NB: I am obviously not objective, since I also presented at Sacred Space this year. I did my best to leave that out of consideration.

Pantheacon 2013 reflections

Pantheacon was a lot of fun. It was an amazing opportunity to connect with the large West Coast concentration of Pagans and people from all over the country. I met people in person who I’d “known” online for a while, and while I knew this intellectually, it was interesting to see how different it was to encounter them on two feet, instead of on a computer screen. Jason Pitzl-Waters said in his talk that large community events like this “humanize” these kinds of connections, and I think that’s a very good word for it. That alone makes the conference worthwhile.

I also heard some great talks. Starhawk on the magic of story was interesting; I think that’s something I’m going to have to work with a bit more. Sam Webster’s presentation on theurgic sacrifice was fascinating; I love to see the kind of academic-applied fusion he brings to his work. Other top moments included:

Jason on Pagans and social media: “Facebook may be a wretched hive of scum and villany, [audience laughs] but it’s the only place we’re going to find a smuggler to take us to the Alderaan system.” I’m not sure whether I agree with all of that statement yet – the first part is beyond doubt – but it was an interesting talk overall. The importance of preserving our past and creating infrastructure to preserve our present is especially dear to my heart as a researcher who wants to study things. Where can I find all the copies of the Green Egg ever produced, for instance? Some of them may not even exist any more. I’m glad Jason’s doing this kind of broad-ranging thinking and sharing it with the community.

Renna Shesso on the magical night sky: “I’ve said vulva enough now, we can go on to Mars.” Nuff said.

And last but not least, during a fascinating talk on polarity, Ivo used the metaphor of the “astral squeegee.” This is the magical improvement on brain bleach, and I’m going to shamelessly use it whenever appropriate. His comments on polarity are going to keep me thinking and experimenting for a while, too.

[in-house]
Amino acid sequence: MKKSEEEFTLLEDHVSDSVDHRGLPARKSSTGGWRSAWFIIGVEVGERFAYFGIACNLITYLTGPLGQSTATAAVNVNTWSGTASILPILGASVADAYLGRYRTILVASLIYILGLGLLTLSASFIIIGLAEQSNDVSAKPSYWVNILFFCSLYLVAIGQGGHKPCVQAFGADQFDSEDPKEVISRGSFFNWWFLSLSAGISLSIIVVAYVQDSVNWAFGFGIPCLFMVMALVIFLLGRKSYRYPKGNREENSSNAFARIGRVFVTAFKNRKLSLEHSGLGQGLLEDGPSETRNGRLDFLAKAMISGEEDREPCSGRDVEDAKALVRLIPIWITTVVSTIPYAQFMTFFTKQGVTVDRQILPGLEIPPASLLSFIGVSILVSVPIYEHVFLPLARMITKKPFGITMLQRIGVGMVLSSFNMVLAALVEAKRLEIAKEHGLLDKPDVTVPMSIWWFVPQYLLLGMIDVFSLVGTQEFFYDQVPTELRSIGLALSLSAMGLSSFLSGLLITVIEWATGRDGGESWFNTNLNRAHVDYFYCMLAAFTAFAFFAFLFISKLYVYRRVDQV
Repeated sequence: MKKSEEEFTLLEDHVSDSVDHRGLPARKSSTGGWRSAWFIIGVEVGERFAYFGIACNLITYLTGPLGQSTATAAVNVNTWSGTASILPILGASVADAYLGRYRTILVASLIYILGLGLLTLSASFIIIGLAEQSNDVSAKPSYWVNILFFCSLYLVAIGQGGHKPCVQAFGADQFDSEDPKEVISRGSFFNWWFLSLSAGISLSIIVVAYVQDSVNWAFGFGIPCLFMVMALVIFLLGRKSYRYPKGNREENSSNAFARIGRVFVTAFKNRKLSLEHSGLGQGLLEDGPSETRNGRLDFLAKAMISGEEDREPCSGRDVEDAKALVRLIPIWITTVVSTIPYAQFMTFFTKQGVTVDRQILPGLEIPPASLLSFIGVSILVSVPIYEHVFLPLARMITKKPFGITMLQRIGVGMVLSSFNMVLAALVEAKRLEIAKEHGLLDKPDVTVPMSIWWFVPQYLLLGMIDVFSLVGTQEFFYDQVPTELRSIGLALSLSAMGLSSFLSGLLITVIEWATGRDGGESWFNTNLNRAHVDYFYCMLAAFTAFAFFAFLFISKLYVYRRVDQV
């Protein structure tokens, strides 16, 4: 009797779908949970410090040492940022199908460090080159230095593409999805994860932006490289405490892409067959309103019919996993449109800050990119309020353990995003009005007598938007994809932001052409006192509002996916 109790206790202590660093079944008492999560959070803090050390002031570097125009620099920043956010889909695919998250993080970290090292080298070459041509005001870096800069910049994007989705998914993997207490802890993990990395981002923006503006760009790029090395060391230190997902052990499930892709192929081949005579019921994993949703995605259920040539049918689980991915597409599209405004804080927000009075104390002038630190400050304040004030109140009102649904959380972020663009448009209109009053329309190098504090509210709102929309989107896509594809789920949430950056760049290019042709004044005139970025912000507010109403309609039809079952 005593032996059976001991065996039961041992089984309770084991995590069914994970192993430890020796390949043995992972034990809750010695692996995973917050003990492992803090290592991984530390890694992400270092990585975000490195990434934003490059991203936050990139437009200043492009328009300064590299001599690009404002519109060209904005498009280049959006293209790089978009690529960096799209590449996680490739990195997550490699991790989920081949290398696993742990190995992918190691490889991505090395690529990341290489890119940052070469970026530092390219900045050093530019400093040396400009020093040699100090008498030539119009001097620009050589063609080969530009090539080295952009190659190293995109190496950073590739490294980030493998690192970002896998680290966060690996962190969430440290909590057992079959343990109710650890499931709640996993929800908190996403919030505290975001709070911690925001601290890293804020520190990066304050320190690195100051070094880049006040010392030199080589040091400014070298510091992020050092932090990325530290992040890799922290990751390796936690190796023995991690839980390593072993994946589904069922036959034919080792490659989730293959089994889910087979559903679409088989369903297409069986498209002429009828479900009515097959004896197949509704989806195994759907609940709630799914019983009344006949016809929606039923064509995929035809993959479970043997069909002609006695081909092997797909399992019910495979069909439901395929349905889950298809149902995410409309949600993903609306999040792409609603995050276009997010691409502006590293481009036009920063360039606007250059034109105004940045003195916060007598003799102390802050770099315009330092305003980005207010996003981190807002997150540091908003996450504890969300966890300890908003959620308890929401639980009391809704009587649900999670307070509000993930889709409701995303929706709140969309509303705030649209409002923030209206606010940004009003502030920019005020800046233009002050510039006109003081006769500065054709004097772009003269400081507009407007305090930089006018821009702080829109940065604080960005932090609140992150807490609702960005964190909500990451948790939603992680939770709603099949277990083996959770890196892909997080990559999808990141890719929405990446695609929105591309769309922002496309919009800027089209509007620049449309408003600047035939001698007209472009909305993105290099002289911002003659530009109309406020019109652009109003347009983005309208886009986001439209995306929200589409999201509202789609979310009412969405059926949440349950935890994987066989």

And to all the other wonderful people I met, it was so good to see you in person!

I’m looking forward to next year already.

Ix Chel Wellness: Open house today, Indiegogo campaign ongoing

Some discussion of my trip to Pantheacon will be forthcoming, I promise, now that I’ve got my body back in its accustomed time zone and my feet underneath me and all. In the meantime, I want to share the word about a healer in the local community who’s doing great work: Adam Miramon.

He’s hosting an acupuncture open house today in Takoma Park. There will be free acupuncture mini-sessions and a chance to learn more about acupuncture and Adam’s work overall.

Adam is also currently running an Indiegogo campaign to help launch Ix Chel Wellness, his own acupuncture and Reiki practice. Check it out – he’s got a focused budget, but even trying to start on a shoestring, professional healing takes money.

I’ve been having acupuncture with Adam for a few months now, and it’s having remarkable benefits. He is a skilled practitioner. But above and beyond that, he’s a good healer.

Adam is extremely professional. He does an amazing job of creating and holding a healing space for every session. This differentiates his work from many other experiences of alternative treatment I’ve had, and allows it to be much more effective on a mental and emotional level.

He also has a passionate commitment to strong ethical standards, especially patient privacy. I’ve been studying Reiki with him, and he emphasizes this material in his classes as well, showing that it’s a core component of his identity as a healer.

Donating to the Indiegogo campaign is a way of helping someone from our own community in pursuing his dream in a way that will enable him to serve others. And if you want to experience exemplary complementary medicine for yourself, book an appointment.

(FYI, Adam did not ask me to post any of this, nor am I receiving anything from him in exchange.)

Favorite moment at Fertile Ground

There were a lot of amazing moments at Fertile Ground Gathering: seeing Maharal (wow!), meeting wonderful people (talking about long hair with Kellianna!), and awesome rituals, especially dancing the Maypole in the rain. But I think this was my favorite:

Kellianna and Fan Girls

Kellianna performed on Friday night, and when she took requests, a young girl asked for “I Walk with the Goddess.” Kellianna said, “I’ll sing that if you, you, you, you, and you get up here and sing it with me!” The gaggle of girls enthusiastically agreed, and thanks to the miracles of technology, you can see (and hear) the results. Many thanks to the person who took the video and posted it.

I didn’t know any of those girls, but I was so moved that it’s hard to express. I nearly cried with joy at the knowledge that they are being brought up with a vision of the divine that explicitly includes them, their bodies, their selves. They are being brought up with a vision of community, of holiness and wholeness all around and within them, that is purely beautiful. Seeing that on full display, lived out with such enthusiasm and youthful vigor, took me beyond myself and was probably my favorite instance of the kind of magic that Fertile Ground cultivates.

I’d like to thank all the staff and everyone who worked so very hard to make that weekend the extraordinary experience that it was. I’ll see you next year!